The last three days have been a perfect storm of client projects, thus no blog posts since last week. This imbalance in my life triggered the notion that we place a lot of emphasis on having balance in our lives. Balanced diets, balanced checkbooks, balanced opinions. We even use scales and a blind woman to represent justice.
I’d pose that balance doesn’t truly exist and that our pursuit of so-called balance only leaves us wildly out of whack. For instance, my fear of not having written a blog post since last week (mustn’t blow the schedule even more) had me writing a draft of this post (see below) while my hairdresser cut my hair.
I strongly suspect that I’m not the only one who questions what living a balanced life requires and the cost it exacts. Failing to recognize this fact falls in the same category (IMO) as saying that women can have it all with no caveat added to address the good and the bad (that’s another discussion).
Balance is also equated to neutrality (see: scales of justice), which I find equally ridiculous, if admirable in aim. For instance, Fox News makes a point of saying “fair and balanced.” Please, hold the laughs for a moment. The bigger question isn’t whether they’re honest or not when they say this but rather why network executives assume viewers want “fair and balanced” in their news?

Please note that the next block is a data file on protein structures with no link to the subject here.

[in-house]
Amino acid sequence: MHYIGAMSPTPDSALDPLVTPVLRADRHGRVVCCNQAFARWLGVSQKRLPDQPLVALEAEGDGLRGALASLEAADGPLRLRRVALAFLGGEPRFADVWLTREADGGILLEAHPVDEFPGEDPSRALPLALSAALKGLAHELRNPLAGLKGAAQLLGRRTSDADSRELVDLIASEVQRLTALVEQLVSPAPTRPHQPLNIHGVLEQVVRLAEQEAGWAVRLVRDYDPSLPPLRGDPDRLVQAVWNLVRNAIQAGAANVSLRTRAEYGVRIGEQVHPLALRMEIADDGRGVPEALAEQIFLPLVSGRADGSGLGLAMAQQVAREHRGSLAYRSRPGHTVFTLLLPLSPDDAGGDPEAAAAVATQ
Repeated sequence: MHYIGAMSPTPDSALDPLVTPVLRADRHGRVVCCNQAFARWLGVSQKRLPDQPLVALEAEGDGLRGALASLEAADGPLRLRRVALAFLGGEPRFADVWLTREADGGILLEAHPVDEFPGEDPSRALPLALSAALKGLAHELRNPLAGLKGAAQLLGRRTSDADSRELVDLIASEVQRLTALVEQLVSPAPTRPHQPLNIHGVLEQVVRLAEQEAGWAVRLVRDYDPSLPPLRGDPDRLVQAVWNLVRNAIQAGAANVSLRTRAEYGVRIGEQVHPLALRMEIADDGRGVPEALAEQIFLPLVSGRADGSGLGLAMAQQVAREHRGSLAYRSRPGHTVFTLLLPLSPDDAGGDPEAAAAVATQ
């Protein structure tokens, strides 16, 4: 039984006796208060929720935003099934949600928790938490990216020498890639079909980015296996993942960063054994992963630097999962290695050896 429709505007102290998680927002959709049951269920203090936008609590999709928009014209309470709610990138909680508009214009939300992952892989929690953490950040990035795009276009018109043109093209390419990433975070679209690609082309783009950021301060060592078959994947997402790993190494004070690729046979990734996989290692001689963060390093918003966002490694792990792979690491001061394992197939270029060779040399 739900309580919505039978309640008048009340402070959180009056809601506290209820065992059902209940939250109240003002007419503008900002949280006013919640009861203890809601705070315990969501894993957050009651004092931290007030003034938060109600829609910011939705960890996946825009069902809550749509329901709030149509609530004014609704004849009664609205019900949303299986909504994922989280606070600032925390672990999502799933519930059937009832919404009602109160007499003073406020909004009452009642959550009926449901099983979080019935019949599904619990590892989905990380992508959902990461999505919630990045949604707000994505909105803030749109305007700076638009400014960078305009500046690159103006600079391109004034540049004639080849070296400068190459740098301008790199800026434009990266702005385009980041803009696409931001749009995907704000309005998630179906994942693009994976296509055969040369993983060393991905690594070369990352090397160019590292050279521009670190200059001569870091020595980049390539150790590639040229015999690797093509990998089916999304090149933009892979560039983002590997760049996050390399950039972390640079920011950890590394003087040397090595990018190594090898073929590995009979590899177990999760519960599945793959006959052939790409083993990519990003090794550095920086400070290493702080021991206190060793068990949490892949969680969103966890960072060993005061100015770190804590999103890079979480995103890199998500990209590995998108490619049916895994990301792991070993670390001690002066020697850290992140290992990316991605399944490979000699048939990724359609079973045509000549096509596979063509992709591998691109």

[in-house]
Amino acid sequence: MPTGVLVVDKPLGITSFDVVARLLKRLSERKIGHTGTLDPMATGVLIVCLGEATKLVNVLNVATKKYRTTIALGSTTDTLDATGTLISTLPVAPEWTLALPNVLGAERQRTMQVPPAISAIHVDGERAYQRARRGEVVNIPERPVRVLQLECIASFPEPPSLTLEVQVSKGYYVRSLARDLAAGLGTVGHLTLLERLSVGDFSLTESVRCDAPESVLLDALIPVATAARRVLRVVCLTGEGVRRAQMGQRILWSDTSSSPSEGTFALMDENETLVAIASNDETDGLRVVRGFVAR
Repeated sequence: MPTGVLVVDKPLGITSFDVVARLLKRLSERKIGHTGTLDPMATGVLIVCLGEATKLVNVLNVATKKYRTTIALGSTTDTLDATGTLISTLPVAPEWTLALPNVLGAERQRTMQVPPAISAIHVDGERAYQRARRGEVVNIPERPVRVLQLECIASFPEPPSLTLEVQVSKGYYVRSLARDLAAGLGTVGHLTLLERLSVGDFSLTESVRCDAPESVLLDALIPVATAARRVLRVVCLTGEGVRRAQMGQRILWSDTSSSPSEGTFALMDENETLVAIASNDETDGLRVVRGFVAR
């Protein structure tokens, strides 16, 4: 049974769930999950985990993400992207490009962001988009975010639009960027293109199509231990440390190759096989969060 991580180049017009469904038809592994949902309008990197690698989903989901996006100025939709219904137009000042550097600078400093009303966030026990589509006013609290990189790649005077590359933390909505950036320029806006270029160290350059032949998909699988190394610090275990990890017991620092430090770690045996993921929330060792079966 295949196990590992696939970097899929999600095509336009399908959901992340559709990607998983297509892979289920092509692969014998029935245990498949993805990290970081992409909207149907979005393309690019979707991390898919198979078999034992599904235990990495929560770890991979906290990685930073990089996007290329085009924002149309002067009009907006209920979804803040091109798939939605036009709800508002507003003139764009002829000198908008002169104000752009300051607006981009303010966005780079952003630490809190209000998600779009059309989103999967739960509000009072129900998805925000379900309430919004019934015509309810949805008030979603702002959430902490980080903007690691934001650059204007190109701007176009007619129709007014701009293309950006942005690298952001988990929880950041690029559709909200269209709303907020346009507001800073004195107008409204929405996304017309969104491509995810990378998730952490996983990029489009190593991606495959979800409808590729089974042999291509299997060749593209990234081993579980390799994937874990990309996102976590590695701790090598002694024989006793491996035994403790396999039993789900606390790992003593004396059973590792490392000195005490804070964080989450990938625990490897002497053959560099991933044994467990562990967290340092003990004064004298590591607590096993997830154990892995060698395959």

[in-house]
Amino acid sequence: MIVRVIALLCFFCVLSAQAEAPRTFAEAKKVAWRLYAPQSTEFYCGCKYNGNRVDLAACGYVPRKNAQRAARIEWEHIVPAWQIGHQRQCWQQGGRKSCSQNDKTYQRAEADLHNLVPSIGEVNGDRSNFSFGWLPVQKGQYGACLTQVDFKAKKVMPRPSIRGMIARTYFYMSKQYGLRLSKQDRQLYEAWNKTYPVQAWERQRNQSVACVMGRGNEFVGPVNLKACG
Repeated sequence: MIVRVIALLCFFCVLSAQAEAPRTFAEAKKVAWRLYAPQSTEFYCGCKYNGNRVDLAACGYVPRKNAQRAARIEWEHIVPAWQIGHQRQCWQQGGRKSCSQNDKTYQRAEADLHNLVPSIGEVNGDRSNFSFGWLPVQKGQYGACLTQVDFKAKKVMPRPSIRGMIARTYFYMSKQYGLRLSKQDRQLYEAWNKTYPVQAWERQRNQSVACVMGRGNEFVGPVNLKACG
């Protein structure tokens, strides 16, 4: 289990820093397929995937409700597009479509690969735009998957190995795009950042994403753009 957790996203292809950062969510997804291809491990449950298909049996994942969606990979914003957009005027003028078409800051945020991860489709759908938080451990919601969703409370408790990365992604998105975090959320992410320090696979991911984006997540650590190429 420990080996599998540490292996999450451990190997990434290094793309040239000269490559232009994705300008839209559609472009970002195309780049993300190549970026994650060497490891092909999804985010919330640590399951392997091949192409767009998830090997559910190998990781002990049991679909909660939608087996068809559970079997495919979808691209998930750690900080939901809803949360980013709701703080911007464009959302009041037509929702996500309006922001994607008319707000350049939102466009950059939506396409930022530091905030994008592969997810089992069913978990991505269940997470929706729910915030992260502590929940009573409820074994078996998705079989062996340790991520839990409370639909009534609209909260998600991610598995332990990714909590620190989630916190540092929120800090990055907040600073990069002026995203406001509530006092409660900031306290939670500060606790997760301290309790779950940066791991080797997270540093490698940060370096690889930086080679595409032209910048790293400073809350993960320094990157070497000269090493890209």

Am I too cynical when I say that I believe no one individual or entity is capable of true balance or neutrality all of the time? Last I checked, humans, including reporters, aren’t exempt from all the quirks of humanity, including personal opinions. Would we like/respect the press more if we knew what personal biases might be in play?
Coming back to balance in our lives…some weeks, I will physically (and mentally) not be able to keep my posting schedule of five per week, but that won’t stop me from trying to meet my goal. Maybe this idea is the true definition of balance.
As Marc Andreessen points out, “There’s always more demands than there’s time to meet them, so it’s constantly a matter of trying to balance them.” (link) The other thing I’d add—try spending more time weighing the value of the demand versus the time it requires. Few scales will ever truly balance. Perhaps they aren’t supposed to.